Current development approaches have become redundant.  Development organizations have become bureaucratic and rigid.  Standard theories have become outdated and obsolete.  Yet, our fear of change and our unwillingness to recognize the reality of the present situation compel us to cling to outmoded myths without meaning or relevance.

Community development theory is but one example.  Over the past fifty years the created myth suggests that, somehow, community is about place.  Prolific current literature connects ‘community’ to “a sense of place”.  As  a result, development, in whatever form it is described, be it social, economic or even spiritual, has been focused on buildings, infrastructure, industry and possessions.  Because people are enamoured with the idea that ‘having’ is fundamental and ‘being’ doesn’t count, little effort has gone into research or discussion that community is, finally, intimately connected to “a sense of being”.

A juncture has been reached whereby provision of all of peoples’ ‘wants’ is not fiscally affordable and their real ‘needs’ – for their personal contribution and affirmation – have been neglected. Thus, the real essence of community – that of a “sense of belonging” – has been forfeited.

Realization is dawning that development for its own sake has little purpose, is destructive and really doesn’t satisfy people’s needs or fill the voids that they are experiencing.  This realization has resulted in disillusionment, despair and anguish.  The fear of not knowing who they are, where they fit or the direction of society has become a compelling passion for most.  This is compounded by the unwillingness of those in leadership roles and those that would be led to be honest with themselves or each other.  It appears a sense of humility in the face of nature and the universe has given way to a belief that we do know and that we are in control.

The resolution will only come when a new starting point – is created.  This can best be accomplished, as in other such periods of history, with an honest examination of our present circumstance and an analysis of our past leading to new understanding. It will require a thorough evaluation of data about ourselves, our situation and our real needs.  This entails real introspection.  Present approaches to introspection – called ‘consultation’ – most often leads to deflection, as people refuse to see what is obvious and real.  This deflection then leads to the creation of new myths  as an avoidance tactic to protect “our way of life”, as if even this aspect of our world, is not constantly in flux.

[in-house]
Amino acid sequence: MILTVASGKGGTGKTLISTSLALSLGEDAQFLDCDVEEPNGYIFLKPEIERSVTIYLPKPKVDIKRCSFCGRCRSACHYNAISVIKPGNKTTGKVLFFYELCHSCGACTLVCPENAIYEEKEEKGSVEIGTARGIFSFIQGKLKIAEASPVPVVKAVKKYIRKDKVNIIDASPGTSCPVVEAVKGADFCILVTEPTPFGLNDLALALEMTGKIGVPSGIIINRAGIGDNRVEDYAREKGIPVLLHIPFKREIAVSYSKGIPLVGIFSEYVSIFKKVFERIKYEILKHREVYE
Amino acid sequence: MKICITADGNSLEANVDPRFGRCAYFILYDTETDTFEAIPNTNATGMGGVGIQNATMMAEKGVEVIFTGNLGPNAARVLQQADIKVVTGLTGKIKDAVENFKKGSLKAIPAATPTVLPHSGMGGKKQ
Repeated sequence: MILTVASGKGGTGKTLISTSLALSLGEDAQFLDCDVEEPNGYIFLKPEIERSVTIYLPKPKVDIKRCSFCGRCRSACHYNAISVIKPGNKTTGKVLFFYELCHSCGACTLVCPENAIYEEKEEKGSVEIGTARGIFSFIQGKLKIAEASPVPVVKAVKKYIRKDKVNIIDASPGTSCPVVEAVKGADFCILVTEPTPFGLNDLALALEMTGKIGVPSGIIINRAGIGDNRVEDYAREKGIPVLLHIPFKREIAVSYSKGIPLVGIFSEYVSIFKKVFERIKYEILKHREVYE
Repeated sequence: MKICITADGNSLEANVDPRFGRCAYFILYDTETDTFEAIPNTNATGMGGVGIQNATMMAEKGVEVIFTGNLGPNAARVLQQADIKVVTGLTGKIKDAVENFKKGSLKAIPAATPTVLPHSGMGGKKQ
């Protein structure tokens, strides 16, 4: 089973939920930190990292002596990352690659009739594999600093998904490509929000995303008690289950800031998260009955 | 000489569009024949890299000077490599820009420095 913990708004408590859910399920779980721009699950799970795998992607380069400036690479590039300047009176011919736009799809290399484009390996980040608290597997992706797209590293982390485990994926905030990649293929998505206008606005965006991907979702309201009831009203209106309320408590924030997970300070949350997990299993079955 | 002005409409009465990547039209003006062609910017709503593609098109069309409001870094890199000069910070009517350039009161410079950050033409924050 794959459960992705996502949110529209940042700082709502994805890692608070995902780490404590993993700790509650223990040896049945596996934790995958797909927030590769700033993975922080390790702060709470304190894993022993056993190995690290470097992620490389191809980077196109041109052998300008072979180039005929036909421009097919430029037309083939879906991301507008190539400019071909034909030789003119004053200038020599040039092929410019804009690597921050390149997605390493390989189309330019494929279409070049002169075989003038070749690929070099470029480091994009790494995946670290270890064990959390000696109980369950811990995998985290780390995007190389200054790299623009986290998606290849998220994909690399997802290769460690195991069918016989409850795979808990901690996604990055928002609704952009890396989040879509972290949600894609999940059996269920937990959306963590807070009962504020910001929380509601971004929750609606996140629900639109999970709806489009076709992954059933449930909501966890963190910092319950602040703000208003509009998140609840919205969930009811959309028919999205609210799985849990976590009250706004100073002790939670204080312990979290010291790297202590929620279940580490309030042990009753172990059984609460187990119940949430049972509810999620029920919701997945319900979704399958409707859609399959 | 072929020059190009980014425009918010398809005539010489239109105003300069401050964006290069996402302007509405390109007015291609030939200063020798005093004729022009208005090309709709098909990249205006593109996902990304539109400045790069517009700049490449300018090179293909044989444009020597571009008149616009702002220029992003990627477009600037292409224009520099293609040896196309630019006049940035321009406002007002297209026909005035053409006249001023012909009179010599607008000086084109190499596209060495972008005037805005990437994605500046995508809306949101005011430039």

There are many demonstrative examples in the industrialized world, that can be sited, from the restructuring of the automobile industry through to the demise of resource sectors.  One classic example in The Atlantic Region of Canada is the response to the collapse of the fishing industry.  People are being supported, preached at, lectured to and trained but not involved in or provided with the frameworks or the honesty to deal with the challenges that they face.  In fact, the support has provided them another myth that they are secure and will be supported.  This has led many to invest, borrow and ultimately face more dire consequences when the support is no longer possible.

The reality is that the fishery and other natural resources collapsed as key employment entities not just now,  but many years ago.  Reliable and honest data and statistics would substantiate this.  Instead of honest introspection there is still deflection and myths being perpetuated rather than new and innovative development being sought.

Introspection must lead to reflection because circumstance can only be understood when compared to those of other contemporaries and to past history.  True reflection requires honesty and courage – especially the courage to share and the honesty to be truthful about current issues and real feelings.  Discussing accomplishment or attainment is easy but to share real feelings is much more difficult.  This requires humility.  Present society has created the belief that humility is a sign of weakness and a demonstration of lack of intelligence.  Yet, another myth – that to not be in control suggests frailty and ignorance.

Honest introspection and reflection eventually lead to new perspectives – perspectives that entail empathy and caring.  It is only through caring that a true sense of community can be achieved.  It is my contention that Community begins when two people share.  The sharing is what creates the economy, and subsequently, lifestyle.  Development is neither the beginning or the end; it is the process and the measure of the success of our ability to share.  It relates to people, their aspirations, their dreams and, fundamentally, their own efforts to bring these to reality.  Thus each sharing is a new beginning, new development and a new reality.  Each sharing involves a process of introspection, reflection and perspective.  It requires understanding, patience and trust – all arduous activities.  Activities that are stressful and often encompassing pain – ultimately the real human avoidance issue.